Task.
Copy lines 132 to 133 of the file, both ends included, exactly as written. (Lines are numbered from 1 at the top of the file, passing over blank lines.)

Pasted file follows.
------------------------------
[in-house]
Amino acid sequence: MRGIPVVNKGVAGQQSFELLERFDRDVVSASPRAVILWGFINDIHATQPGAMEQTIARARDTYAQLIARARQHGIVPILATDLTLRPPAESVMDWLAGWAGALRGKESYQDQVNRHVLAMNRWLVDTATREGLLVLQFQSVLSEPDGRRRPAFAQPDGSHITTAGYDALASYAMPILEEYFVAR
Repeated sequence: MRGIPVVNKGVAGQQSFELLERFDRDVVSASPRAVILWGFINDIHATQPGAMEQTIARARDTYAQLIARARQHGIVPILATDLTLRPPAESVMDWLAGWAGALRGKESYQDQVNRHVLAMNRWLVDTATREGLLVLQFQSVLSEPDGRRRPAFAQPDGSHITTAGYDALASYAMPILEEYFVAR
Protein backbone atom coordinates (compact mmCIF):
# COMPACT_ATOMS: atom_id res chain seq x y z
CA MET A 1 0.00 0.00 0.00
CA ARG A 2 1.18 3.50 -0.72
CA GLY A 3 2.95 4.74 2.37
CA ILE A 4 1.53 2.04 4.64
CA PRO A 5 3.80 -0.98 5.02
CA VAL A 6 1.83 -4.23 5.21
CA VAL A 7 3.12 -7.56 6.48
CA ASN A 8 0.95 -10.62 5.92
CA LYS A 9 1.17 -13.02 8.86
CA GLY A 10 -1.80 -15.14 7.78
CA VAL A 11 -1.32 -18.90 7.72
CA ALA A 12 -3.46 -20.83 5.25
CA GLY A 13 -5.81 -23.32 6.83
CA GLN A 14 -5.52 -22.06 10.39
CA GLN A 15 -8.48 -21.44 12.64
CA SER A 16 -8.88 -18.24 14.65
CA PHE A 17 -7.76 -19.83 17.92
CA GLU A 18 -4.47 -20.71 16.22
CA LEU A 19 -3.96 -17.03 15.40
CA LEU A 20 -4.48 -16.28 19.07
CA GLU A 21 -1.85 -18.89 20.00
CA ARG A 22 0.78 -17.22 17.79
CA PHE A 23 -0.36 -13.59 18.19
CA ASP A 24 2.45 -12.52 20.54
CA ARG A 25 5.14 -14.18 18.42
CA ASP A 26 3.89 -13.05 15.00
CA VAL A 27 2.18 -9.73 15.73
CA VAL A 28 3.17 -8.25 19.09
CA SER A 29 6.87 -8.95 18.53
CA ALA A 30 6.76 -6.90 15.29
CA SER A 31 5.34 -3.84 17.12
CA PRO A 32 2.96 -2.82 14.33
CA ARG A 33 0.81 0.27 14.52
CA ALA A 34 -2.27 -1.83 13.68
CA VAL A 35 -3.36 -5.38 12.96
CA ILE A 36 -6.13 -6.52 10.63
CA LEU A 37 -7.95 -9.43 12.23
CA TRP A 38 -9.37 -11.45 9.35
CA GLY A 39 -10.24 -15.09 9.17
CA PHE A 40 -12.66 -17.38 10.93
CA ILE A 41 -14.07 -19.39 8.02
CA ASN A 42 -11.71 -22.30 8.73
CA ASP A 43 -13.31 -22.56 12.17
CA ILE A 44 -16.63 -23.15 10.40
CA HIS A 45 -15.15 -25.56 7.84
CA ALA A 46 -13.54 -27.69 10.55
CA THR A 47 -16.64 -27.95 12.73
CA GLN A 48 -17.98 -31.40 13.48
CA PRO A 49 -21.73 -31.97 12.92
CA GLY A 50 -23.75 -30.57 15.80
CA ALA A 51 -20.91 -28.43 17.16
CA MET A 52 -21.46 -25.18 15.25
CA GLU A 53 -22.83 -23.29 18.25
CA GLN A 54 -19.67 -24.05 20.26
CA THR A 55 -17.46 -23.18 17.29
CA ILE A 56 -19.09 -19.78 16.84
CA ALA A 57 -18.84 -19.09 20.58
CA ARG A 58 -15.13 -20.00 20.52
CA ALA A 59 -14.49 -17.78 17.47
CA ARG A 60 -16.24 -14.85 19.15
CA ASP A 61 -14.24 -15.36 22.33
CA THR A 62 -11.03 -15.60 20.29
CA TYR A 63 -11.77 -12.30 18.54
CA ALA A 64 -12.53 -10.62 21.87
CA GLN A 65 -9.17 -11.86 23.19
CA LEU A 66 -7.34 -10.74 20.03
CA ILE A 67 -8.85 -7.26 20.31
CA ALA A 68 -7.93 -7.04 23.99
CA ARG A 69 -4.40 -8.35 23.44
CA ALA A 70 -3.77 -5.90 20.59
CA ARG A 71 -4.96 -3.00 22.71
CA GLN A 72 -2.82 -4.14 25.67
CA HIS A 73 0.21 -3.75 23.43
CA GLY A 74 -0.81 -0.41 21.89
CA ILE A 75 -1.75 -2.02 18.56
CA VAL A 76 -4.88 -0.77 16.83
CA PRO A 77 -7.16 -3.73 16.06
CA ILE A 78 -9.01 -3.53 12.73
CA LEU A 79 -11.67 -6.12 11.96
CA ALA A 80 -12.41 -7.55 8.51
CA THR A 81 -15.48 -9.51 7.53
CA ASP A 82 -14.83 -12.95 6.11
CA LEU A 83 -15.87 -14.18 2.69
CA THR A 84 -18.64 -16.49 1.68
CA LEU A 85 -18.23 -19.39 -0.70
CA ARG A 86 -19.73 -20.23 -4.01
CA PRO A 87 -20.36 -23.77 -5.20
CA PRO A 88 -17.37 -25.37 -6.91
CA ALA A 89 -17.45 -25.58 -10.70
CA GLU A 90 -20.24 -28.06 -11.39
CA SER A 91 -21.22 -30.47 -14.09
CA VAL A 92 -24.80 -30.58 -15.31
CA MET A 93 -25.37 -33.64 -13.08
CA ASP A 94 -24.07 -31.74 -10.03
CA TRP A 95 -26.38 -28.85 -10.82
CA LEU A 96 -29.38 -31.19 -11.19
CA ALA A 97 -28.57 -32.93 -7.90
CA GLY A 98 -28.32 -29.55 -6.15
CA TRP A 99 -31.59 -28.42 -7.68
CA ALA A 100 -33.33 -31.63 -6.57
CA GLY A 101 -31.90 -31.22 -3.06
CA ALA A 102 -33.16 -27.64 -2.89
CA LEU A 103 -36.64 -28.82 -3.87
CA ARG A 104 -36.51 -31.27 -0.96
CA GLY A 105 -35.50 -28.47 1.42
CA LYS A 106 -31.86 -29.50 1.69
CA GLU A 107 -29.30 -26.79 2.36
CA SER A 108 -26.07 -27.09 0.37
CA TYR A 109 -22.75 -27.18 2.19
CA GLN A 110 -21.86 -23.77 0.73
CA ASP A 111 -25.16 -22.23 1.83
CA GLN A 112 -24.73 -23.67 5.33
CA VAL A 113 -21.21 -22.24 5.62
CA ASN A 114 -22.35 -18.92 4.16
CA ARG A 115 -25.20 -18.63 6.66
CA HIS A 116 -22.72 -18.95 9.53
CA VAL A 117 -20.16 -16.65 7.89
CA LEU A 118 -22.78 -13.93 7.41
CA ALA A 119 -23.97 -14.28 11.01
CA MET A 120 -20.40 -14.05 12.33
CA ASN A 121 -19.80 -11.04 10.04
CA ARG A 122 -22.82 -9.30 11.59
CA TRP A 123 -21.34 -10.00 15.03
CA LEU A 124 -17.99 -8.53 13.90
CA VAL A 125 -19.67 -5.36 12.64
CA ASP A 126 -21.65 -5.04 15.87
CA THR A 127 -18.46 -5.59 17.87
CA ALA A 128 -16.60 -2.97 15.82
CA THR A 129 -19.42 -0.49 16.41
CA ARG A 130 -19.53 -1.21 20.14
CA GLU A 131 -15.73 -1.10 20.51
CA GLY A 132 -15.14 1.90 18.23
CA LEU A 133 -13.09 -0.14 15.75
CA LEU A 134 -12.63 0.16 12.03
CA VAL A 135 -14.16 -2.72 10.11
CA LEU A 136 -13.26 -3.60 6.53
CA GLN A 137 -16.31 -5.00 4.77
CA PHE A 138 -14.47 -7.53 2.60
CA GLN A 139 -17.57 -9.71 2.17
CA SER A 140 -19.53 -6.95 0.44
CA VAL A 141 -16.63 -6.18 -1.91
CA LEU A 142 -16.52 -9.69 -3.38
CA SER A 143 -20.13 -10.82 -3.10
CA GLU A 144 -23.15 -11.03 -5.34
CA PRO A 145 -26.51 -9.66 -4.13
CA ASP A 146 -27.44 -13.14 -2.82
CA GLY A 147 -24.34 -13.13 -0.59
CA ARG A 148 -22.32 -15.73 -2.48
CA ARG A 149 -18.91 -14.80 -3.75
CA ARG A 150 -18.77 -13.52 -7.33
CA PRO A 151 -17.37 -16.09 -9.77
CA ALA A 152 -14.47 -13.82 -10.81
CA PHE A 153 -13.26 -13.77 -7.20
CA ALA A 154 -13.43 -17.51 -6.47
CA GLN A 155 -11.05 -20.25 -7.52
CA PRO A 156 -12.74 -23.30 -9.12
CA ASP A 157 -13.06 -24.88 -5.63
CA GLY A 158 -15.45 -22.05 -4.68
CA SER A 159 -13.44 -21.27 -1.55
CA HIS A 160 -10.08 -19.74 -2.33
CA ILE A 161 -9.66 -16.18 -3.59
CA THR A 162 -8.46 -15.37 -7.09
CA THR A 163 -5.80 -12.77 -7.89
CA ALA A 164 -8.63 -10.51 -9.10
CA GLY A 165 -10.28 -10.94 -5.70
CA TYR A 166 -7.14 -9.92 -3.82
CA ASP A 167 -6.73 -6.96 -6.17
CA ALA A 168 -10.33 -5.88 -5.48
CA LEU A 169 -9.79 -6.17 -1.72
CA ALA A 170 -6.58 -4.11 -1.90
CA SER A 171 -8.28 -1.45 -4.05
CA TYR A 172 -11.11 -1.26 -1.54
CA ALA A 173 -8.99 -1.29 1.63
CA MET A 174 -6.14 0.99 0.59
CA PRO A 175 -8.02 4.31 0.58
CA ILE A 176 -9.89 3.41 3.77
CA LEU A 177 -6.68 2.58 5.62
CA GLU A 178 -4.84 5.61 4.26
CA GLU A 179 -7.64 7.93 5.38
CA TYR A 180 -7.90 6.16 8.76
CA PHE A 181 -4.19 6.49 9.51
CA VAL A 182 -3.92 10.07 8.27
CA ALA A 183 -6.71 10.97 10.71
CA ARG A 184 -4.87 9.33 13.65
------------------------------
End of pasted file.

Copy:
CA THR A 127 -18.46 -5.59 17.87
CA ALA A 128 -16.60 -2.97 15.82